I don't know if fantasies follow a certain structure, but maybe composers are just fantasizing when they compose a fantasie? Who knows, right? I do wonder what they would have fantasized about. Guess I'll just have to get my time machine going.


A fantasy has less rules than a sonata, as far as I know, and yeah, concerns the fantasies of the composer I guess :) . They tend to have more sections of different tempi.

Btw, my father sells time machines for 3000 US dollars, want to buy one :lol: :P ?

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PostPosted: Fri Jul 14, 2006 4:17 pm 
thank you all for the warm comments

Quote:
Only thing I would say about this performance is that you seem to be very 'close to the keys'. A bit more air and bounce would make it sound even more Mozartian

that is exactely the same thing my teacher said to me after the competition. and i am of the same opinion... i was a bit scared and nervous, because this was my first piece at this competition, and i did not want to risk something... the liszt etude i played after the fantasia (yes a liszt etude at a mozart competition^^) was very free and with much more risk and fun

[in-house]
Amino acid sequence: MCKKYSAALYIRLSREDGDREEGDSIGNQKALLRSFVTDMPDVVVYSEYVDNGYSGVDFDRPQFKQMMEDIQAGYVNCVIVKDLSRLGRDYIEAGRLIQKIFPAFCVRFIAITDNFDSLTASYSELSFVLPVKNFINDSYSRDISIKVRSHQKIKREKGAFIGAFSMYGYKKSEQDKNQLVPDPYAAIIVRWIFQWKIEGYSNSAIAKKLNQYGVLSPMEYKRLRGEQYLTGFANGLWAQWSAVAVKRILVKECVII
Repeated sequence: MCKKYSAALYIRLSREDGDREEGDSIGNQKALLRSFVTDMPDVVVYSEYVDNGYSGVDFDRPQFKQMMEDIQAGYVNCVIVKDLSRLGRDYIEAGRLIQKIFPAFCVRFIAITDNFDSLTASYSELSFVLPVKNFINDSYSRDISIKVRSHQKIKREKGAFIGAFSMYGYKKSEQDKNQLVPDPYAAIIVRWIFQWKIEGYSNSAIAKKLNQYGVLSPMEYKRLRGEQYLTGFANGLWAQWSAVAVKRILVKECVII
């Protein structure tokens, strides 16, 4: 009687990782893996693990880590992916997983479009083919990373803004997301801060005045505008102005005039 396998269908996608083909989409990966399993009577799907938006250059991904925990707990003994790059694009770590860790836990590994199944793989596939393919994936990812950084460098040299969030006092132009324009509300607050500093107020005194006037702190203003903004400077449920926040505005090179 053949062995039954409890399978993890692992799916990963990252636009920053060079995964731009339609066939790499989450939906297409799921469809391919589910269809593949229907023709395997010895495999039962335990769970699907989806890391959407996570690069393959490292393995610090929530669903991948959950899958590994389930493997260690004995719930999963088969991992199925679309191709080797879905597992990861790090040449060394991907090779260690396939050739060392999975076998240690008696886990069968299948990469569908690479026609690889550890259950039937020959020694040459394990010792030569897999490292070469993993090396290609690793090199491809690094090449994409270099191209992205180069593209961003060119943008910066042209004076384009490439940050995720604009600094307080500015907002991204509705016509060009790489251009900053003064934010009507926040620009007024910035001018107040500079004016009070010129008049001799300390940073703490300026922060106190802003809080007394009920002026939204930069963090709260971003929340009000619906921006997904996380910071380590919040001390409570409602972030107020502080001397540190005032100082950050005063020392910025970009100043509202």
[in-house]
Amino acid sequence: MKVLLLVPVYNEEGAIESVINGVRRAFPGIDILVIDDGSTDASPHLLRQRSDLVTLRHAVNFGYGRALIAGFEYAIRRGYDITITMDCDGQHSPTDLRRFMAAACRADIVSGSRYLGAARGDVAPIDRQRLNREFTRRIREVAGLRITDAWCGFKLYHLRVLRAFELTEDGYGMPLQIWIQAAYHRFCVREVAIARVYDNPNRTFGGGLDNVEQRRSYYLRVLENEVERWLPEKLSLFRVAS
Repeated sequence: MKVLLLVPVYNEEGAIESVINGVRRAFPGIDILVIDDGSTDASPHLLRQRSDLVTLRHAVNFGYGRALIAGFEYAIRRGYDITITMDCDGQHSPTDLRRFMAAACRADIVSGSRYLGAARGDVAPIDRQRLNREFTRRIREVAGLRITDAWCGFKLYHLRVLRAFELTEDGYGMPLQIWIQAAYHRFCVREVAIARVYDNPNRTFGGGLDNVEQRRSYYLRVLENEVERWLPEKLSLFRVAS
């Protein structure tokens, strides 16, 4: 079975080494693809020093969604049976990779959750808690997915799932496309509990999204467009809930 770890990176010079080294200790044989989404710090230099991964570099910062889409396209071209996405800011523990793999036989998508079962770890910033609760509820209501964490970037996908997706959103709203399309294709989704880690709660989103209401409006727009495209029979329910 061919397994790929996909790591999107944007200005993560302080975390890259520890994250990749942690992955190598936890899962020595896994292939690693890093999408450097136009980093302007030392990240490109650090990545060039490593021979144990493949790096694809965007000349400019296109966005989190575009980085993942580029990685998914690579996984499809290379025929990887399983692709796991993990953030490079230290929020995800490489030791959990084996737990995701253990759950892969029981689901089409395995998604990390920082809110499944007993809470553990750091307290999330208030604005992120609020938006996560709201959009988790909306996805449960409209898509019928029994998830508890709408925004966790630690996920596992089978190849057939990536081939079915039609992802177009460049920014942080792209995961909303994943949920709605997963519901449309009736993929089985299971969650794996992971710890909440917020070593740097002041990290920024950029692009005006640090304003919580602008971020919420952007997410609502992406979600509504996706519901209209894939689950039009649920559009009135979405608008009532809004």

Quote:
Been taking lessons I guess ? That would explain. So how did you do on that competition ?

i changed my teacher. now i get my lessons from a concert pianist. i think that explains, why i have developed so well. it is a huge difference between my new teacher and my old one
and yeah,i did very well at this competition. i won the first prize, which might also have something to do with the liszt etude (sounded very impressing i guess)

Quote:
Anyway it's very good and I will put this up the site if you want.

this would be great. it will make me very proud to see my interpretation of mozart among so many other brilliant mozart-recordings
thanks a lot.

best regards
gregor

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Quote:
Btw, did you add reverb? I can't really hear, it sounds very living room-like .

i did not add anything to this recording. should i?
and, actually, the room, where the competition took place, was living- room-sized. it was very small, but the piano was quite good